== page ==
• ‘Who originally came up with the idea of kidnapping garden gnomes and sending the owner photos of the gnome in front of tourist sites around the globe?’
      • ‘A person or persons unknown stole a gnome from our front garden.’
      • ‘One of the highlights was when I stole Robin the gnome from one of the officer's gardens and I was locked up for two days with just bread and water.’
      • ‘Grinning I realised it was the figure who was so attracted to the gardener's gnomes.’
      • ‘I'd never heard of a pisky before, but it turns out it's a small pottery gnome with hair like dried noodles.’
      • ‘As one commentator says, such local assaults are ‘akin to a man knocking down a gnome in his own garden’.’
      • ‘He once said it to a gnome in the centre of a circular garden.’
      • ‘The Front rescues gnomes from garden centres where they are insensitively placed among bottles of toxic garden chemicals.’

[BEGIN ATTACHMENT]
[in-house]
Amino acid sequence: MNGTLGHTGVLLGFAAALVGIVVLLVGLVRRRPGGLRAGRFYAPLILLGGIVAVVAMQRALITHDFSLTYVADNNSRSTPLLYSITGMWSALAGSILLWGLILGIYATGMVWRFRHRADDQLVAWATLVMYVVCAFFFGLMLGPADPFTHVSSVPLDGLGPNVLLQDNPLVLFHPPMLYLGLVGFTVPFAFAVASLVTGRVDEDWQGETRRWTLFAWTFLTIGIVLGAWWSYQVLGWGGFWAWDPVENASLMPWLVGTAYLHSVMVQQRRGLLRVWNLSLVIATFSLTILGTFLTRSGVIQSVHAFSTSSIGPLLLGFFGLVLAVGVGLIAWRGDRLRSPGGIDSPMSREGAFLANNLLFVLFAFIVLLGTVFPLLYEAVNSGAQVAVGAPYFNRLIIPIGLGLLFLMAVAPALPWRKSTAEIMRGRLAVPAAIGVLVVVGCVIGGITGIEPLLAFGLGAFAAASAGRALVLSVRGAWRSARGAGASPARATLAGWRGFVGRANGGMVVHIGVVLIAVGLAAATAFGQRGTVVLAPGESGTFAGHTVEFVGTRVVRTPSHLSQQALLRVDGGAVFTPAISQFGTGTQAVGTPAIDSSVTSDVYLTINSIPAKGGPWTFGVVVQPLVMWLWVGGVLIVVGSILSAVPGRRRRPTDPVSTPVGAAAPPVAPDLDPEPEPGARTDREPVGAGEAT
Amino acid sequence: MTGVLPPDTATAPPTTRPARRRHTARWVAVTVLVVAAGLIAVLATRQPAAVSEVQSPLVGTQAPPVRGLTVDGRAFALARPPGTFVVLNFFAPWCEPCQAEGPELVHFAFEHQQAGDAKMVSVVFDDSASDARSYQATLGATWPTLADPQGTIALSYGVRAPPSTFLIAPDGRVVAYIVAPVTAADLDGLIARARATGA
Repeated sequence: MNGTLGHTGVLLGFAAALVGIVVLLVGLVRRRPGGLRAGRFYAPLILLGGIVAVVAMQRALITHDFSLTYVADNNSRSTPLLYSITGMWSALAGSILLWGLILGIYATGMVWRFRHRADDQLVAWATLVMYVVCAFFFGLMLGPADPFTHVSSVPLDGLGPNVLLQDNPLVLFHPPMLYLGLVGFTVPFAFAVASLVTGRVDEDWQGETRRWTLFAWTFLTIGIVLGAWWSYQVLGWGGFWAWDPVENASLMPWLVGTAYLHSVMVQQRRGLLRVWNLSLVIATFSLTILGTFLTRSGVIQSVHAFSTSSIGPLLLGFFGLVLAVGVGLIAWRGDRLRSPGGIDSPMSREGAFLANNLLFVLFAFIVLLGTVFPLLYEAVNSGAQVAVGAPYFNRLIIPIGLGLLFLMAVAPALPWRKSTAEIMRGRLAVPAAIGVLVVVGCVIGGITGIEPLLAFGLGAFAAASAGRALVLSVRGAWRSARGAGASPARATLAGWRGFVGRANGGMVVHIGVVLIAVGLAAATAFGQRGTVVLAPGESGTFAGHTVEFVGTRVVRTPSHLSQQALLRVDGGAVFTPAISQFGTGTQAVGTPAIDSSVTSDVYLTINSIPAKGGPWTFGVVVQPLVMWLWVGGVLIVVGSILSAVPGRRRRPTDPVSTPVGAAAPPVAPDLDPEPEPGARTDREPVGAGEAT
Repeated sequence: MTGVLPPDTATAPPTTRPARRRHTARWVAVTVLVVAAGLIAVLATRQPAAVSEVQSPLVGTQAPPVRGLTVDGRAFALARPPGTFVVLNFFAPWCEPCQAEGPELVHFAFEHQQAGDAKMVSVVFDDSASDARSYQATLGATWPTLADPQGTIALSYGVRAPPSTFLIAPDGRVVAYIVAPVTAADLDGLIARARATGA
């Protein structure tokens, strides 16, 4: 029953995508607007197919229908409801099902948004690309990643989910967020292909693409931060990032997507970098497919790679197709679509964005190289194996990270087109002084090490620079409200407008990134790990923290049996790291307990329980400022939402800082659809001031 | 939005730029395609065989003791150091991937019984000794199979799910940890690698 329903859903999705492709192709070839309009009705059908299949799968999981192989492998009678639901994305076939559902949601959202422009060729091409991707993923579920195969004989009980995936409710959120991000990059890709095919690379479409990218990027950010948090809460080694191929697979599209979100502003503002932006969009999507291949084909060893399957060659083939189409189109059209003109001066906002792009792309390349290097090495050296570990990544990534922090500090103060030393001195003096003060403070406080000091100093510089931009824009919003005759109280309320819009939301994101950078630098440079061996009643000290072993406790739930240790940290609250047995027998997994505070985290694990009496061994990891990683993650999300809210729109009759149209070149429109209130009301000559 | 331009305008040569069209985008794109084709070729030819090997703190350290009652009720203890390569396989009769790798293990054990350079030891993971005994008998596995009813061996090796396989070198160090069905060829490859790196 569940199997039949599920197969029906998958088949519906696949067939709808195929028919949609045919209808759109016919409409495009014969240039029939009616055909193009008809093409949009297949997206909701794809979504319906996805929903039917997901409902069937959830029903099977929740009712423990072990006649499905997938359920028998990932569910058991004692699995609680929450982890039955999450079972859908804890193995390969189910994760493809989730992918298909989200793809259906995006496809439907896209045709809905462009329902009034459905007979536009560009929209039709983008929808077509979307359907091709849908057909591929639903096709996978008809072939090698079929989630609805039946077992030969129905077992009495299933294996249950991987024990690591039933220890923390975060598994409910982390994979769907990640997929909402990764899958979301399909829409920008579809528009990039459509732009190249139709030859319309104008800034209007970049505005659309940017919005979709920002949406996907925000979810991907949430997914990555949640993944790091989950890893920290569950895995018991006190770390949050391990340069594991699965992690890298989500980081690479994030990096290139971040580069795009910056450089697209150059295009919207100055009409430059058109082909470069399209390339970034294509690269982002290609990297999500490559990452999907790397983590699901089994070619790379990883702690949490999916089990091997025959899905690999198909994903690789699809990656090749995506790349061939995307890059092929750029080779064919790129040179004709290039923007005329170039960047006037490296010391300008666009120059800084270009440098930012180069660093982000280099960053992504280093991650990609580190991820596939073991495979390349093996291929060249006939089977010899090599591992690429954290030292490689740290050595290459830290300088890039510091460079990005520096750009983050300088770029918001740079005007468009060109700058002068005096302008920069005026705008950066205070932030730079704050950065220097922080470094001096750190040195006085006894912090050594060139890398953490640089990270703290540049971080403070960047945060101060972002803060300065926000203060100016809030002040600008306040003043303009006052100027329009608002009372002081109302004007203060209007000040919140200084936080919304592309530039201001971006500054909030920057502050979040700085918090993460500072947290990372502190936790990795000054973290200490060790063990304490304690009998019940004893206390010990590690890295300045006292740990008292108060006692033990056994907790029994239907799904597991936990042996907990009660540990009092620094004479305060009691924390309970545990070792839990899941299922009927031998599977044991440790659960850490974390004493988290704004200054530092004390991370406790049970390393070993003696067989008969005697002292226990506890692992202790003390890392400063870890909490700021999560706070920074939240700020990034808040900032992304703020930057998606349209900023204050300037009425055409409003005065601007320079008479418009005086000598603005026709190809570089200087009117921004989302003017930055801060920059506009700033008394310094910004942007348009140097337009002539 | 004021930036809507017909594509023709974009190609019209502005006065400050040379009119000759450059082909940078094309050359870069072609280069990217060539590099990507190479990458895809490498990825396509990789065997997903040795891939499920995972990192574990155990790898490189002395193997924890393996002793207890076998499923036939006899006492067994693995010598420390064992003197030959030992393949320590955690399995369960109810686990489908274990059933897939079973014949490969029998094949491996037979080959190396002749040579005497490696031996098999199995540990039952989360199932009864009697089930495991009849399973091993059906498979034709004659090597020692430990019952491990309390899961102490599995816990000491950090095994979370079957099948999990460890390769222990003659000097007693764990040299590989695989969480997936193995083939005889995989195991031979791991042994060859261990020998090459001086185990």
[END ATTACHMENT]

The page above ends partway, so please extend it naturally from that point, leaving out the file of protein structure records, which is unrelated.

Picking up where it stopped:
2. 1.2informal A small ugly person.
      ‘a grizzled gnome of a man’
      • ‘Are you now saying that referring to members as gnomes is ruled out?’
    3. 1.3informal A person regarded as having secret or sinister influence in financial matters.
      informal ‘the gnomes of Zurich’
      • ‘The gnomes of Zurich chugged in at seventh while Milan notched up a distant 11 th place on the Jones Lang LaSalle index.’
      • ‘It is said that even the bankers, known as the gnomes of Zurich because of the mounds of gold stored in underground vaults, have to relax.’

Origin

Mid 17th century: from French, from modern Latin gnomus, a word used by Paracelsus as a synonym of Pygmaeus, denoting a mythical race of very small people said to inhabit parts of Ethiopia and India (compare with pygmy).

Pronunciation:

gnome

/nəʊm/

Main definitions of gnome in English

: gnome1gnome2

gnome2

noun

  • A short statement encapsulating a general truth; a maxim.

    maxim, saying, proverb, aphorism, adage, saw, axiom, formula, expression, phrase, rule, dictum, precept, epigram, gnome
    View synonyms

Origin

Late 16th century: from Greek gnōmē thought, opinion (related to gignōskein know).

Pronunciation:

gnome

/ˈnəʊmi/